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Silkmoth antenna biomimicry for better explosive detectors

By Damir Beciri
4 June 2012

cnrs-silkmoth-biomimicry-1A cooperation between researchers from the ISL:Research for Security and Defence with the University of Strasbourg resulted with development of a molecule detection system inspired by silkmoth antennas. The system is able to detect explosives with one thousand-fold of the detection limit attainable by currently used methods, and it could eventually be used to detect drugs, toxic agents and traces of organic pollutants.

The efficient detection of explosives such as trinitrotoluene (TNT) represents a difficult challenge in terms of security, since these compounds have very low volatility and it takes extremely sensitive sensors to detect them at a distance. Current systems detect concentrations of around 1 ppb (1 molecule per 109 molecules of air), but this level of performance is usually insufficient in public safety scenarios.

However, there are numerous examples of nature’s solutions where animals have a sense of smell that can surpass mentioned sensibility. Collaborating in the France’s Centre National de la Recherche Scientifique (CNRS or National Center for Scientific Research), the researchers decided to mimic the silkmoth (Bombyx mori). Its antennas are composed of roughly 1 millimeter long strands which bear a large of number of sensilla – micrometric sized organs directly connected to the sensory neurons. Since sensilla are able to detect just a few pheromone molecules, the researchers sought this as an opportunity to mimic their structure.

They came up with a system which comprises a 200-micron long and 30-micron wide silicon micro-cantilever which is covered with around 500,000 vertically aligned titanium dioxide nanotubes. The role of these nanostructures is to increase the chances where an investigated molecule is captured by increasing the surface area of the microcantilever.

By making the microcantilever vibrate, it is possible to determine whether the ambient air contains traces of TNT and if these molecules have been captured by the device. In fact, the microcantilever has a particular resonance frequency that is modified in a specific manner when it absorbs molecules of explosive.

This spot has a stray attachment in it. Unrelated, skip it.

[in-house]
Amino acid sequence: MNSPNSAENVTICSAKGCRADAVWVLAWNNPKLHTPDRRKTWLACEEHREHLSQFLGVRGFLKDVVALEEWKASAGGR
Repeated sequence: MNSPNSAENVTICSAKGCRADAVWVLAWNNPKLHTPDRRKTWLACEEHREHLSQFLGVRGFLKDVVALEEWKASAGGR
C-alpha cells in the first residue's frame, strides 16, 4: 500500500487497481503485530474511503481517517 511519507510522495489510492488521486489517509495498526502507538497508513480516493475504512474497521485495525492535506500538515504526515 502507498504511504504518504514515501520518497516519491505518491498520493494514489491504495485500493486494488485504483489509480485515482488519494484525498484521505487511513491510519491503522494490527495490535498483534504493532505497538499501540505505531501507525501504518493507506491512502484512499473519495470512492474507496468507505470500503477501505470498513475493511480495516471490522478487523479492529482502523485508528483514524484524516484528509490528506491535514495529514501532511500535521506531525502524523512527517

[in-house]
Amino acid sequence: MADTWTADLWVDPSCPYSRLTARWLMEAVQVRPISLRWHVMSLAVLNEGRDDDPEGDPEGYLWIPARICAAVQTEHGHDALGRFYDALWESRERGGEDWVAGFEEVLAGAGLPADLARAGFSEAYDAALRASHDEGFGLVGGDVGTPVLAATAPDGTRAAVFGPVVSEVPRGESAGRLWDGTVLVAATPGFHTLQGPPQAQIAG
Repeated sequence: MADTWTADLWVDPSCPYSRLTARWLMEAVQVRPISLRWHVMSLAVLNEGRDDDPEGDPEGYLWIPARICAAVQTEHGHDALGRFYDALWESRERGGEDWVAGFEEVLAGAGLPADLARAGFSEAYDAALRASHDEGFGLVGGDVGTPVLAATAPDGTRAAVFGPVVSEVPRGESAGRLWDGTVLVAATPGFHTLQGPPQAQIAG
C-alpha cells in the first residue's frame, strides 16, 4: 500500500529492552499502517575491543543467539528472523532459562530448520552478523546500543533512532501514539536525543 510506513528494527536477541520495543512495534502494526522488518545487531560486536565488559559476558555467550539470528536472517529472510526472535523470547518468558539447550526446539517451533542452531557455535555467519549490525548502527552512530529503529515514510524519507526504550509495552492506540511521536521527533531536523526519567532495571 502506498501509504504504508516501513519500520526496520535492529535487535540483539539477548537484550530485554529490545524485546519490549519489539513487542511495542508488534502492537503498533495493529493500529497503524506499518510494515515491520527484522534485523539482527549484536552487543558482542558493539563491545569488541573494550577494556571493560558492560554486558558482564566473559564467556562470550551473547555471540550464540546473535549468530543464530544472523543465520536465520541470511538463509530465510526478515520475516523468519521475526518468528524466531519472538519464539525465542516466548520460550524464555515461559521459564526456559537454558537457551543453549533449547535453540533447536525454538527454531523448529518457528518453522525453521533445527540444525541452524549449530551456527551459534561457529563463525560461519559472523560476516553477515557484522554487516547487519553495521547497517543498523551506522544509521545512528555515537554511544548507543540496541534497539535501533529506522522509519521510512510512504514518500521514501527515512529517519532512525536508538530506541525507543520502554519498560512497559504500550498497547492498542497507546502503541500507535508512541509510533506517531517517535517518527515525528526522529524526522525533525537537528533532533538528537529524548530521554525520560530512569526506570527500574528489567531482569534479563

To test the performance of this device, the researchers released very small quantities of TNT in a controlled manner. In this way, they were able to establish that the sensitivity of the device was 800 ppq (800 molecules of explosive per 1015 molecules of air). No current device is able to detect such low concentrations of explosives, and it brings the results closer to those achieved by trained detection dogs.

CNRS researchers claim that there is still a lot of research and development work to be done before their system becomes commercially available. They plan to design a device capable of specifically recognizing the type of explosive absorbed, and they think it is possible to adapt the system to detect other types of explosives, such as pentrite.

The method could also be used to detect various drugs which, like explosives, have very low volatility. In environmental terms, this bio-inspired device could make it possible to measure infinitesimal traces of pollutants such as volatile organic compounds, which have become a major health issue.

For more information, read the paper published in the journal Angewandte Chemie: “Bio-Inspired Nanostructured Sensor for the Detection of Ultralow Concentrations of Explosives”.

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